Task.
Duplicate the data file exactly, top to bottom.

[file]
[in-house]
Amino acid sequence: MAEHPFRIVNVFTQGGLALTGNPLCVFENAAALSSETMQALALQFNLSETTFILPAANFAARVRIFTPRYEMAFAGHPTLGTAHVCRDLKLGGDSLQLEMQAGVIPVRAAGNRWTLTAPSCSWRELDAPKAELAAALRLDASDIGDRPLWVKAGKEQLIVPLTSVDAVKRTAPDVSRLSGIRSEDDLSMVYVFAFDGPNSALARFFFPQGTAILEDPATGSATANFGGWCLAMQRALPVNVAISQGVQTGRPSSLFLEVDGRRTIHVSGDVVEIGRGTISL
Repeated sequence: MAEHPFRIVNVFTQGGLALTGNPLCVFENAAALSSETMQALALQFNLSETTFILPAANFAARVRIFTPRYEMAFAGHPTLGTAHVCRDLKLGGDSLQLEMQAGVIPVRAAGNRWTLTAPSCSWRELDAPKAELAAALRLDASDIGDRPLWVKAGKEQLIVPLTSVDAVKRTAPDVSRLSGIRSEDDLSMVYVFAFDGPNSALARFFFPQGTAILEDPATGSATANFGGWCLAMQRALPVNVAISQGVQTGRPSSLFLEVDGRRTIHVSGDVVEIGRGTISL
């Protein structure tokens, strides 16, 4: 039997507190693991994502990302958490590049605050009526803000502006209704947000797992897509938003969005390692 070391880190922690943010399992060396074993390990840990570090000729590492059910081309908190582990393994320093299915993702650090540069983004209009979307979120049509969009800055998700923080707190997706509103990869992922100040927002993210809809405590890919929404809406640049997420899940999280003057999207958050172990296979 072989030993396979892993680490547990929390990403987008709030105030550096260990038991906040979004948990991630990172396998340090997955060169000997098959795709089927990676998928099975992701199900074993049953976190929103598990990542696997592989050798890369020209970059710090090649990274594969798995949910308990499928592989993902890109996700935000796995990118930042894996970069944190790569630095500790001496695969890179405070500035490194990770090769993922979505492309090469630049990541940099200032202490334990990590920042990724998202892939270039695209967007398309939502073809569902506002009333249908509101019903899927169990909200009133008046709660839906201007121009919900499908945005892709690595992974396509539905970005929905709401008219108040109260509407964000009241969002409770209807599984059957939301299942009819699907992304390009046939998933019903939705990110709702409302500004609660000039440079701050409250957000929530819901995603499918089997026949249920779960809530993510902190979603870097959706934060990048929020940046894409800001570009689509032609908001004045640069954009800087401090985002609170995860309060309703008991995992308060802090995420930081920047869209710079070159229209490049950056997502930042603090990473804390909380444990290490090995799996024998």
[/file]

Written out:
[in-house]
Amino acid sequence: MAEHPFRIVNVFTQGGLALTGNPLCVFENAAALSSETMQALALQFNLSETTFILPAANFAARVRIFTPRYEMAFAGHPTLGTAHVCRDLKLGGDSLQLEMQAGVIPVRAAGNRWTLTAPSCSWRELDAPKAELAAALRLDASDIGDRPLWVKAGKEQLIVPLTSVDAVKRTAPDVSRLSGIRSEDDLSMVYVFAFDGPNSALARFFFPQGTAILEDPATGSATANFGGWCLAMQRALPVNVAISQGVQTGRPSSLFLEVDGRRTIHVSGDVVEIGRGTISL
Repeated sequence: MAEHPFRIVNVFTQGGLALTGNPLCVFENAAALSSETMQALALQFNLSETTFILPAANFAARVRIFTPRYEMAFAGHPTLGTAHVCRDLKLGGDSLQLEMQAGVIPVRAAGNRWTLTAPSCSWRELDAPKAELAAALRLDASDIGDRPLWVKAGKEQLIVPLTSVDAVKRTAPDVSRLSGIRSEDDLSMVYVFAFDGPNSALARFFFPQGTAILEDPATGSATANFGGWCLAMQRALPVNVAISQGVQTGRPSSLFLEVDGRRTIHVSGDVVEIGRGTISL
């Protein structure tokens, strides 16, 4: 039997507190693991994502990302958490590049605050009526803000502006209704947000797992897509938003969005390692 070391880190922690943010399992060396074993390990840990570090000729590492059910081309908190582990393994320093299915993702650090540069983004209009979307979120049509969009800055998700923080707190997706509103990869992922100040927002993210809809405590890919929404809406640049997420899940999280003057999207958050172990296979 072989030993396979892993680490547990929390990403987008709030105030550096260990038991906040979004948990991630990172396998340090997955060169000997098959795709089927990676998928099975992701199900074993049953976190929103598990990542696997592989050798890369020209970059710090090649990274594969798995949910308990499928592989993902890109996700935000796995990118930042894996970069944190790569630095500790001496695969890179405070500035490194990770090769993922979505492309090469630049990541940099200032202490334990990590920042990724998202892939270039695209967007398309939502073809569902506002009333249908509101019903899927169990909200009133008046709660839906201007121009919900499908945005892709690595992974396509539905970005929905709401008219108040109260509407964000009241969002409770209807599984059957939301299942009819699907992304390009046939998933019903939705990110709702409302500004609660000039440079701050409250957000929530819901995603499918089997026949249920779960809530993510902190979603870097959706934060990048929020940046894409800001570009689509032609908001004045640069954009800087401090985002609170995860309060309703008991995992308060802090995420930081920047869209710079070159229209490049950056997502930042603090990473804390909380444990290490090995799996024998």